Album Notes (CDUniverse.com) -- By the time Return to Forever's Romantic Warrior lineup coalesced, the group was very much a partnership between all four members. By 1976, with increased reliance on Corea's banks of analog synthesizers and Al Dimeola's searing electric guitar, the quartet had arrived at a musical crossroads that was more closely aligned with 'progressive' ensembles of the day like Hands or Happy The Man than with real rockers or jazzmen. This undefined netherworld marked the point of delineation between 'jazz-rock' a la '70s Miles and the less definable 'fusion.'

    The compositions, contributed by all four members, feature death-defying time changes and fleet-fingered riffs that would mark the downfall of lesser men. The facility displayed by Corea, DiMeola, and bassist Stanley Clarke is astounding, as they rip through counterpoint and unison lines, spitting out sixteenth-notes like bubblegum. Drummer Lenny White is a polyrhythmic wonder, making all the bizarre, unconventional shifts sound completely organic. As on his '70s solo albums, DiMeola offers the liquid, rapid-fire solos that would inspire a generation of fusion guitarists, while Corea's nimble lead synthesizer work gives Mahavishnu-era Jan Hammer (obviously an inspiration) a run for his money.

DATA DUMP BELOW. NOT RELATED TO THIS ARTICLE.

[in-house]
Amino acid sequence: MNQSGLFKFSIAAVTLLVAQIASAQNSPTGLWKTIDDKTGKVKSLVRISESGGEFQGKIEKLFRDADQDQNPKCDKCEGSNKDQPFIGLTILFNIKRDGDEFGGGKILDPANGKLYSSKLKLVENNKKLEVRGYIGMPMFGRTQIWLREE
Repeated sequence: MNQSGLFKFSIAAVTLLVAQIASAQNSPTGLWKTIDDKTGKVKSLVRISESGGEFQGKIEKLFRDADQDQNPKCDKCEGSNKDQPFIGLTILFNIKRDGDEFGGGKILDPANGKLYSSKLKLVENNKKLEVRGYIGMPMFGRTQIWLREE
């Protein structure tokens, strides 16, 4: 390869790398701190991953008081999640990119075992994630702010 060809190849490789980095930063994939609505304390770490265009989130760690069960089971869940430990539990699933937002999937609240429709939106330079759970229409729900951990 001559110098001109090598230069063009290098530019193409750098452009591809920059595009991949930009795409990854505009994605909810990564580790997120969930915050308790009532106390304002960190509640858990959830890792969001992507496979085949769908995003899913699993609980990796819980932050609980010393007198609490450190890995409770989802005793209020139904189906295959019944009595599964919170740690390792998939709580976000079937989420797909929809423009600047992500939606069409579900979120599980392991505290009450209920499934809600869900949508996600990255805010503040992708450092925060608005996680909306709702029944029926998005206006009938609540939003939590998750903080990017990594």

To hear more from Romantic Warrior, check out the RTF Radio!


    --------------------------------------------------------------------------------

    No Mystery
    (1975 Polydor -- Corea, Clarke, Di Meola, White)

    1. Dayride
    2. Jungle Waterfall
    3. Flight of the Newborn
    4. Sofistifunk
    5. Excerpt from the First Movement of Heavy Metal
    6. No Mystery
    7. Interplay
    8. Celebration Suite, Pt. 1
    9. Celebration Suite, Pt. 2

    Album Notes (CDUniverse.com) -- No Mystery sees Return to Forever experimenting with funk and heavy-hitting rock. "Sofistifunk" is a great example of the former. On this track, drummer Lenny White lays down a fat dance groove. However, to offset this, keyboardist Chick Corea and guitarist Al DiMeola create an abstract musical dialogue between synthesizers and fuzz guitar.

    "Excerpt from the First Movement of Heavy Metal" is the best example of the band's explorative, hard-rocking side. This piece opens and closes with a tongue-in-cheek 'classical' piano introduction. In between, DiMeola, White, and bassist Stanley Clarke engage in an over-the-top, no-holds-barred jam. The title track is the jazziest of all the songs here. This sensitive, Latin-influenced composition contains many beautiful passages as well as a number of sudden melodic deviations. Overall, this piece really shows off Corea's distinctive compositional style, which borrows not only from Cuban music and post-bop jazz, but also from the Spanish guitar tradition. Certainly, DiMeola--who is known for his love of flamenco music--had an influence on this musical direction as well.